Wednesday, December 26, 2007

Military retirement and disability: the candidates weigh in; military retirement and the DADT policy


A good question for military people has to do with the “don’t ask don’t tell” policy, largely discussed on the GLBT blog. What happens to their retirement if they are forced to leave?

Generally it appears that military people who leave “quietly” by resigning after the required number of years in service (20) have been able to collect pensions normally. Randy Shilts, in his book (“Conduct Unbecoming”) points out that in many cases officers or senior NCO’s have been encouraged to “leave quietly” for this reason. When military personnel are forced out early, because of DADT, they usually lose their pensions. In the civilian world, in most cases when people leave a company voluntarily, they can collect all of their unfrozen pension benefits if they were vested (with enough years of service) at the time of leaving. If they are forced out early (as with misconduct or some problem) they forfeit this.

The military has sometimes kept people, because of need, even after disclosures that violate DADT. SLDN has a story from Fort Bragg NC in February 2002, here. “By resigning, Donovan would forfeit his lifetime health benefits and his military retirement pay, now about three years away and estimated to be worth about $250,000, Conormon said,” the story reads. The link is here.

But a more obvious military retirement issue concerns has to do with veterans. Several of the Democratic presidential candidates for 2008 have made an issue of this, especially Joe Biden and John Edwards. The John Edwards campaign writes:

“While boasting of cutting waitlists for VA health care, the Bush administration has done so by excluding nearly 500,000 veterans from enrolling. Bush has strongly opposed granting our nation's veterans full disability and retirement pay. We will end the game of playing politics with funding for veterans health care by making it mandatory. We will end the "disabled veterans tax," under which military retirees who receive both veteran's pensions and disability compensation must surrender a dollar from their military retirement pay for every dollar they get for military compensation.”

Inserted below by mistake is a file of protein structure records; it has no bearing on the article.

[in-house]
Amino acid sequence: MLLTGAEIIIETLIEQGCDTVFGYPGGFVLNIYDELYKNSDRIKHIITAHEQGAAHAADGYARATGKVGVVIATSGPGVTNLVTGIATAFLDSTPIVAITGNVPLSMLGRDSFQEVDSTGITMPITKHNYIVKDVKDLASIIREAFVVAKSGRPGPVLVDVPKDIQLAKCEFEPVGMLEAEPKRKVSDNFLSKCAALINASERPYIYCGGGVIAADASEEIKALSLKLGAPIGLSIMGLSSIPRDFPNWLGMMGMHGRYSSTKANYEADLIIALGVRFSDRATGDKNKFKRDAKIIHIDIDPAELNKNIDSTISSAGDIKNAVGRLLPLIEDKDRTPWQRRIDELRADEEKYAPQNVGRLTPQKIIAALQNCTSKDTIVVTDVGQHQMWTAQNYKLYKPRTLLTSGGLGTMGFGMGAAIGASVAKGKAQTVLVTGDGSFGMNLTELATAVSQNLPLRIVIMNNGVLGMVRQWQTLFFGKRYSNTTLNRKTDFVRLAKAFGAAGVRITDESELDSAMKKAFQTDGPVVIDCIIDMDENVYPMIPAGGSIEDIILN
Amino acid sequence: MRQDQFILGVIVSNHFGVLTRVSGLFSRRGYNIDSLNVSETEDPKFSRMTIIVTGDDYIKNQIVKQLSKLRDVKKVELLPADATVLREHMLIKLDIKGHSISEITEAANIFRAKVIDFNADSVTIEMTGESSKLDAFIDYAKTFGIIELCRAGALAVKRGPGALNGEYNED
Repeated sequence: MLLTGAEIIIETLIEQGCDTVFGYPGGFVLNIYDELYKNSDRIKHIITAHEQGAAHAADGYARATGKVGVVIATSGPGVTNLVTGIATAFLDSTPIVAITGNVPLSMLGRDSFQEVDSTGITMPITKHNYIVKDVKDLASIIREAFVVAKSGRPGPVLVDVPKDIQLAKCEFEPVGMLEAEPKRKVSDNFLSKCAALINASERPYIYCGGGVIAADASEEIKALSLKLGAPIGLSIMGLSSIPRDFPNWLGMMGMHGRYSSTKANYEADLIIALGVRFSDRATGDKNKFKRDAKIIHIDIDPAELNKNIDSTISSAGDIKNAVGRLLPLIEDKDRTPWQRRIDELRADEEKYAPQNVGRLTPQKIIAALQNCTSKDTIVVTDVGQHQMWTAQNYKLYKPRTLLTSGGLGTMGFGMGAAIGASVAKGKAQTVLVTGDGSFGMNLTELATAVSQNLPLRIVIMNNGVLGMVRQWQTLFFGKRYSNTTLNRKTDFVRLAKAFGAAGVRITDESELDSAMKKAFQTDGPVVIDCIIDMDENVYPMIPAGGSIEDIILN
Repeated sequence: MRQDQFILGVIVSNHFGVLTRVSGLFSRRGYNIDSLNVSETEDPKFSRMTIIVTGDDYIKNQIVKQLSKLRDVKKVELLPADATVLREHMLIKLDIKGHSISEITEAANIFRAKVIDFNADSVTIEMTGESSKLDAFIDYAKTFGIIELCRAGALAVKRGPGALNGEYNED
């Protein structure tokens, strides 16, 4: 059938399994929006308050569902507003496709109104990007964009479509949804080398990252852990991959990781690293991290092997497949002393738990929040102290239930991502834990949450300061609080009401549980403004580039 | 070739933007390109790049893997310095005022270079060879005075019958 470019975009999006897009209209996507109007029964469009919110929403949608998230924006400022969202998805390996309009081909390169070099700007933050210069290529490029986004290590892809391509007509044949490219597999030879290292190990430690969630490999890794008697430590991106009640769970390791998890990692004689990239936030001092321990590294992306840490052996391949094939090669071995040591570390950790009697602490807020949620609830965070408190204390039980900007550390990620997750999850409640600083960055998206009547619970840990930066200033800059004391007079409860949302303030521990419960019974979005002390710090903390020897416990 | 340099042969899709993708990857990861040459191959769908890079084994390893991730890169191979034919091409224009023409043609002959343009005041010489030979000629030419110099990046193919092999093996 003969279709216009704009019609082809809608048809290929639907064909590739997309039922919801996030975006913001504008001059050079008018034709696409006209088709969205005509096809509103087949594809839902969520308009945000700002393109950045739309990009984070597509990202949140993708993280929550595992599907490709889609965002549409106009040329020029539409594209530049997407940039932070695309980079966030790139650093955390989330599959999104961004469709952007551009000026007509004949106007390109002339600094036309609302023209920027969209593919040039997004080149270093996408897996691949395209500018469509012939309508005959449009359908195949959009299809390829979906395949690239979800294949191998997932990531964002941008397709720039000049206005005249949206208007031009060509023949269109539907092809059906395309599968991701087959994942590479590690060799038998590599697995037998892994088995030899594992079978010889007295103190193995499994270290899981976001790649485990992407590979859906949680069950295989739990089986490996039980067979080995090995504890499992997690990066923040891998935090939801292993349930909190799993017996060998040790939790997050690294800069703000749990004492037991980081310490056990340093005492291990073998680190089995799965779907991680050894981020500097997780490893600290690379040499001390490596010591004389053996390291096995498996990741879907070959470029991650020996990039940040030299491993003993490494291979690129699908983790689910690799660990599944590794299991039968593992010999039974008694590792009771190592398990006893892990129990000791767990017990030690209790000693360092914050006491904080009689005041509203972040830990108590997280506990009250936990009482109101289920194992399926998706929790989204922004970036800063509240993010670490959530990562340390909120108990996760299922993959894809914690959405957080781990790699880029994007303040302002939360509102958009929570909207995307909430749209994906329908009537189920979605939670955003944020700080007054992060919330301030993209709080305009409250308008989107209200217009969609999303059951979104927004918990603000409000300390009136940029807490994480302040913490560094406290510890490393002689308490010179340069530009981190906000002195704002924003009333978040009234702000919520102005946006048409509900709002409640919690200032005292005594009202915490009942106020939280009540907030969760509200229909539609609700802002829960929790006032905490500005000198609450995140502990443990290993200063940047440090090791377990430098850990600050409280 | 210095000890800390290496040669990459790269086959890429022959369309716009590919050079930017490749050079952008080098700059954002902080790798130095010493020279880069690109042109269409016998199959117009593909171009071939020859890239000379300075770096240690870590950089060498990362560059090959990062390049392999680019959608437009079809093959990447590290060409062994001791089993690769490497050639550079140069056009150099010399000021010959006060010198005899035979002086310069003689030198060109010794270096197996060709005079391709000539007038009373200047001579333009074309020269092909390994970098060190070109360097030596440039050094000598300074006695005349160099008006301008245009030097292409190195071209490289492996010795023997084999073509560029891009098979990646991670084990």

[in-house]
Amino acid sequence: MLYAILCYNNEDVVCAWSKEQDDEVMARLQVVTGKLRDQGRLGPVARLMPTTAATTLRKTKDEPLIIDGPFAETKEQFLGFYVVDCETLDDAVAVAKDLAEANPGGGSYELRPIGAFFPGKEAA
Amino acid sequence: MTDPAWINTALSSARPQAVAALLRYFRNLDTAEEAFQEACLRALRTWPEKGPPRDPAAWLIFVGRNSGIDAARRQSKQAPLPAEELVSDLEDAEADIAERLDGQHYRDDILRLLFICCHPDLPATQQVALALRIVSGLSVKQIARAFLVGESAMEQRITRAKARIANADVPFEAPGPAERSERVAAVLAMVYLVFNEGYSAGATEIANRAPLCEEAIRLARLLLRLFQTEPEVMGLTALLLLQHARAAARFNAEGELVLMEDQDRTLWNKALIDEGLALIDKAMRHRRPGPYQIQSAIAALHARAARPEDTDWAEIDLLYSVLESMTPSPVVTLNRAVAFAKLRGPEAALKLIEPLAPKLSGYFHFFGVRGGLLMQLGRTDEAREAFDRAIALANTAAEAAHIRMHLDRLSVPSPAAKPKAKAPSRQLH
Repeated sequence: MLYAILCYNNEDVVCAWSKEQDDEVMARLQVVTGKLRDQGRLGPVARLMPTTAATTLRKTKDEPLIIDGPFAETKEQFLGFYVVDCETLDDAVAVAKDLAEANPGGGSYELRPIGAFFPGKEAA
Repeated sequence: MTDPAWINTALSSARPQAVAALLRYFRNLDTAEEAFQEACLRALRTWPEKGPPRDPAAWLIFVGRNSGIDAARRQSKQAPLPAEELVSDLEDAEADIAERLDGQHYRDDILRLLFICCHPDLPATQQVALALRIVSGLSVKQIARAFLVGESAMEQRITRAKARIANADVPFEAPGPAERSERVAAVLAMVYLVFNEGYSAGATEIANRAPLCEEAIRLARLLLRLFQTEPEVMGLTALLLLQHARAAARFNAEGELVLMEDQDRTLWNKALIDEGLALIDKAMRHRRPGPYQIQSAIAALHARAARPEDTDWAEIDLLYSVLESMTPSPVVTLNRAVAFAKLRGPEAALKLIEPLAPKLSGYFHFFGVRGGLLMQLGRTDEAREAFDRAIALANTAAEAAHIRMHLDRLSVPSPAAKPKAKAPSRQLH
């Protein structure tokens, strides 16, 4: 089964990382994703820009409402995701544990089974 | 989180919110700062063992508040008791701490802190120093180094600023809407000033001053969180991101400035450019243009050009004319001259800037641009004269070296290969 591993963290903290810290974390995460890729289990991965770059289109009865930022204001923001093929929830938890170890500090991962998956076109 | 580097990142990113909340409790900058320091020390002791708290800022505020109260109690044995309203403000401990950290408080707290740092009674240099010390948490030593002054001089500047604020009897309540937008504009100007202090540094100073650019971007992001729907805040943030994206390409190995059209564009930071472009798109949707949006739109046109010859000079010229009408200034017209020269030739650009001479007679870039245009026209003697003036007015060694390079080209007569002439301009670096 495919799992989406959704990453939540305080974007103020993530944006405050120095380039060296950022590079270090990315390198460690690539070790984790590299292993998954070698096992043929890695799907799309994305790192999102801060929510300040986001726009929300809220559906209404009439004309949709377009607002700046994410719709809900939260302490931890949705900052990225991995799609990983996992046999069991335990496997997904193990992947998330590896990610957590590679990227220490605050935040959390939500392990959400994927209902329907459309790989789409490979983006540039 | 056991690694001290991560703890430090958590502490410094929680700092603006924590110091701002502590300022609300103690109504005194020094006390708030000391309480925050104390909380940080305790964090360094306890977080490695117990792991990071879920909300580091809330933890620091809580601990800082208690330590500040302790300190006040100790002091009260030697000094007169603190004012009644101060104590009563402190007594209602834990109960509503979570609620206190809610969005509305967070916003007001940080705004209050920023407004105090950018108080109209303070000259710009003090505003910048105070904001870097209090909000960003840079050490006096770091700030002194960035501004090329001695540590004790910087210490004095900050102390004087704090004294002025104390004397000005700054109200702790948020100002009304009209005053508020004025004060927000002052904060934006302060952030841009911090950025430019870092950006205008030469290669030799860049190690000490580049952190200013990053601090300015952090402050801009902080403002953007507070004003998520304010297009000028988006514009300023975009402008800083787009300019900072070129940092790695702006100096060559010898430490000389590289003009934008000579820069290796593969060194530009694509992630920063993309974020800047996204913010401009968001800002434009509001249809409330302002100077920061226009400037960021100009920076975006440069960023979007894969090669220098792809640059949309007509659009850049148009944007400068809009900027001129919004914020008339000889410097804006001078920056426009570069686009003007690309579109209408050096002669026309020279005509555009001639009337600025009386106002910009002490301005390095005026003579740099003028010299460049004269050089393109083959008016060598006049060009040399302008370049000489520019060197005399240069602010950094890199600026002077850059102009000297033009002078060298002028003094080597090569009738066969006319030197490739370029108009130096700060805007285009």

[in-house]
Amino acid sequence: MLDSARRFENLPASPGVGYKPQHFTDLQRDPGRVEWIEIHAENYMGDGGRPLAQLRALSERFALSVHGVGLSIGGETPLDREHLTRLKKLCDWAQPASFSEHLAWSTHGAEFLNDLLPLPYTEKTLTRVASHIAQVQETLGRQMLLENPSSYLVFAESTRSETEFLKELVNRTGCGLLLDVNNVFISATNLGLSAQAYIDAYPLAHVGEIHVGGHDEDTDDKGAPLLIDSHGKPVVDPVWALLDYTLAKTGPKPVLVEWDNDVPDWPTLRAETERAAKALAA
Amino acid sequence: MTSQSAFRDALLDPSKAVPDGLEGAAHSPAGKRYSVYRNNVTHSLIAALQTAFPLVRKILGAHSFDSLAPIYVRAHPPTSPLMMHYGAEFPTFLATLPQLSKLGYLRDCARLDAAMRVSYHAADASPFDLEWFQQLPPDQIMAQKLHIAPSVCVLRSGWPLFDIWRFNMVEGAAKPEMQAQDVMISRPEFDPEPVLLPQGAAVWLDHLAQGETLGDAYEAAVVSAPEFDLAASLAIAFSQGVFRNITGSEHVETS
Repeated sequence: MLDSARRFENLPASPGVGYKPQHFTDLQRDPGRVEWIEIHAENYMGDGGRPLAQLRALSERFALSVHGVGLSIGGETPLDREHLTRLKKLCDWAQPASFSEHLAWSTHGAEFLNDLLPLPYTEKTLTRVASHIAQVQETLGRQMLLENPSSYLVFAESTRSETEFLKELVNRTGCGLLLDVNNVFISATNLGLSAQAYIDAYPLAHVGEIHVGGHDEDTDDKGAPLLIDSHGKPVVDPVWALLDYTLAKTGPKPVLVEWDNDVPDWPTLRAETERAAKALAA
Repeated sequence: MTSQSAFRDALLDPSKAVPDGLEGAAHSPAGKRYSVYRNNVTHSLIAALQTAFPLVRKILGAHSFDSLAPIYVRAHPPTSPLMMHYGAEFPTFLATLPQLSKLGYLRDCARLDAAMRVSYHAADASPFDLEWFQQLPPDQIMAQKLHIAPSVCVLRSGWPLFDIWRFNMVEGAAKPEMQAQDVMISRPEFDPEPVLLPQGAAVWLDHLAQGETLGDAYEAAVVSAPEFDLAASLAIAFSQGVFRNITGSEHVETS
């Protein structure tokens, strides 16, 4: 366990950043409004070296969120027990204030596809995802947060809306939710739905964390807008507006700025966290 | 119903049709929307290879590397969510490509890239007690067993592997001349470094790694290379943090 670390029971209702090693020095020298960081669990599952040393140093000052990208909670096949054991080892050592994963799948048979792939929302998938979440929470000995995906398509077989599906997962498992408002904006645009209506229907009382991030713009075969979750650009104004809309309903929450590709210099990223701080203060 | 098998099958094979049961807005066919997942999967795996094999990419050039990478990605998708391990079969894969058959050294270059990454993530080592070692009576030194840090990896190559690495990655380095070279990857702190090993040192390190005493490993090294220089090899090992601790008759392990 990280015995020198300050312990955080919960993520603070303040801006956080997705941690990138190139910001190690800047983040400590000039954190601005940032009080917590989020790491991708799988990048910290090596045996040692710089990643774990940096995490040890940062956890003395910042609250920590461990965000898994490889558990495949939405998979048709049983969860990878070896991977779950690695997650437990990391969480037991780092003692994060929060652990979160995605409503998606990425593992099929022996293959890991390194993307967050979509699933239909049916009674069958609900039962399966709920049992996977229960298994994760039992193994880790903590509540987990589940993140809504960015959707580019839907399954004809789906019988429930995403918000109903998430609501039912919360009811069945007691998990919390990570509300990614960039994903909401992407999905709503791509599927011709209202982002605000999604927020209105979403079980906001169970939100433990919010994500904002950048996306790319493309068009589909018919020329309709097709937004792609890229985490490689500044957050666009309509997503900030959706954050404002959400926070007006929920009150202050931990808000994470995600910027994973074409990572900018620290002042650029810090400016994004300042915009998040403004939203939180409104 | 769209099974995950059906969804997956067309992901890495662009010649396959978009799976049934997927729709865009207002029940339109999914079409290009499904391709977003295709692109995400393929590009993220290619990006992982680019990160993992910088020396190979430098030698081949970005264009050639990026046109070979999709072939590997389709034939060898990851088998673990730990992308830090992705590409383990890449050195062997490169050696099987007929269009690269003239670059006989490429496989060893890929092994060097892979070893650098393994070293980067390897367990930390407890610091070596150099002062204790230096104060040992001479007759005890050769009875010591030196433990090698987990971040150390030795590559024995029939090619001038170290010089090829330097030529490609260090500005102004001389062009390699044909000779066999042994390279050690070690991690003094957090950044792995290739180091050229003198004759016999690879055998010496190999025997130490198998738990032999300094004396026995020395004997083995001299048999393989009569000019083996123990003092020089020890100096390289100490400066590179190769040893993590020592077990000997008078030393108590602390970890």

The link for this statement is here.

The Edwards issues page is titled “I think we need a president who asks Americans to sacrifice,” and this link deals with national service and proposals to end DADT. So I could have put this on my GLBT blog or my issues blog. In order to address questions on military retirees on this blog, I put it here this time.

The issue of VA disability compensation in conjunction with military retirement seems complicated, and the web doesn't turn up a lot of good resources. Generally, it appears that federal law prohibits collecting both. Here is a typical discussion at BEDaily, which states "Federal law prohibits the award of VA disability compensation
concurrently with military retirement pay, except to the extent the retirement pay is waived." Obviously, this sounds like a good issue to attract the attention of military and veteran voters this year.

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